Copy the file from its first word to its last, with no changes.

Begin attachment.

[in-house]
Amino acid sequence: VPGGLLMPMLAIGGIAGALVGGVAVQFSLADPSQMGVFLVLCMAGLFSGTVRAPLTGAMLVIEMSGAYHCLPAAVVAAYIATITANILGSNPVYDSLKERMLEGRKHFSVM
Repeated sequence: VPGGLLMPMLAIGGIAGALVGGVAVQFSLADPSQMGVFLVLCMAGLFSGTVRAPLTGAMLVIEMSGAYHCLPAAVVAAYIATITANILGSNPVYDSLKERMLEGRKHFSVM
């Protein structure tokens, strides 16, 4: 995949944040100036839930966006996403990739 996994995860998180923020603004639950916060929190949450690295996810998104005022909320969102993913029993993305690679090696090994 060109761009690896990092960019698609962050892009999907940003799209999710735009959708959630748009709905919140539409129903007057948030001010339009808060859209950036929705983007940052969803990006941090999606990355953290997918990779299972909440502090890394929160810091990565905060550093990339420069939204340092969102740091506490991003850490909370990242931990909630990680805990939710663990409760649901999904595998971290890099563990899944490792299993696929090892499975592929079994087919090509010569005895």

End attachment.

[in-house]
Amino acid sequence: VPGGLLMPMLAIGGIAGALVGGVAVQFSLADPSQMGVFLVLCMAGLFSGTVRAPLTGAMLVIEMSGAYHCLPAAVVAAYIATITANILGSNPVYDSLKERMLEGRKHFSVM
Repeated sequence: VPGGLLMPMLAIGGIAGALVGGVAVQFSLADPSQMGVFLVLCMAGLFSGTVRAPLTGAMLVIEMSGAYHCLPAAVVAAYIATITANILGSNPVYDSLKERMLEGRKHFSVM
């Protein structure tokens, strides 16, 4: 995949944040100036839930966006996403990739 996994995860998180923020603004639950916060929190949450690295996810998104005022909320969102993913029993993305690679090696090994 060109761009690896990092960019698609962050892009999907940003799209999710735009959708959630748009709905919140539409129903007057948030001010339009808060859209950036929705983007940052969803990006941090999606990355953290997918990779299972909440502090890394929160810091990565905060550093990339420069939204340092969102740091506490991003850490909370990242931990909630990680805990939710663990409760649901999904595998971290890099563990899944490792299993696929090892499975592929079994087919090509010569005895």